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South Africa Grants Parole To Notorious Apartheid-Era Death Squad Leader

Eugene De Kock a former Vlakplaas commander speaks to the judge at a Truth and Reconciliation Commission in 1999. De Kock, the apartheid regime's top assassin, asked the commission for amnesty for over 100 incidents of torture, murder and fraud. Yoav Lemmer /AFP/Getty Images hide caption

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Yoav Lemmer /AFP/Getty Images

Eugene De Kock a former Vlakplaas commander speaks to the judge at a Truth and Reconciliation Commission in 1999. De Kock, the apartheid regime's top assassin, asked the commission for amnesty for over 100 incidents of torture, murder and fraud.

Yoav Lemmer /AFP/Getty Images

The South African government has decided to grant parole to a notorious Apartheid-era death squad leader.

As The Guardian reports, Eugene de Kock, who was known as "Prime Evil," was sentenced to two life terms in connection to the killings.

The Guardian adds:

"South Africa's justice minister, Michael Masutha, told a news conference on Friday De Kock would be released 'in the interests of nation-building and reconciliation' and because he had expressed remorse at his crimes and helped authorities recover the remains of some of his victims.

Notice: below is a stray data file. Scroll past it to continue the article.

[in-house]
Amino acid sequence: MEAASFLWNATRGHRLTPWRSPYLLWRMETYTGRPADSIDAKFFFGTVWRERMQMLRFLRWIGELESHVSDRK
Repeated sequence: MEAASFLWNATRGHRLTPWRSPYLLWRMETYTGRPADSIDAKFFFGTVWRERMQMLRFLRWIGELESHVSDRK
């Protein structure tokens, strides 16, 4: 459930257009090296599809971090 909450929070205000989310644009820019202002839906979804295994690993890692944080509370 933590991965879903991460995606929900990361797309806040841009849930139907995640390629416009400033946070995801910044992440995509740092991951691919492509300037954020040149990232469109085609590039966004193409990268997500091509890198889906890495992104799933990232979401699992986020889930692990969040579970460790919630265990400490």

"The decision, which had been deferred several times over the last year, remains contentious in a country still dealing with the legacy of repression and brutality meted out by the white-minority regime that prevailed from 1948 to 1994.

"Masutha stressed that his decision was guided only by the law, an attempt to deflect criticism from the many South Africans – black and white – who regard De Kock's crimes as so extreme he should die behind bars."

According to South Africa's News 24, de Kock's release date will remain secret.

As the BBC explains, before the Truth and Reconciliation Commission De Kock confessed to dozens of acts of torture and murder.

The BBC spoke to Sandra Mama, whose husband was killed by de Kock in 1992.

She supported the government's decision to release him.

"I think it will actually close a chapter in our history because we've come a long way and I think his release will just once again help with the reconciliation process because there's still a lot of things that we need to do as a country," she told the network.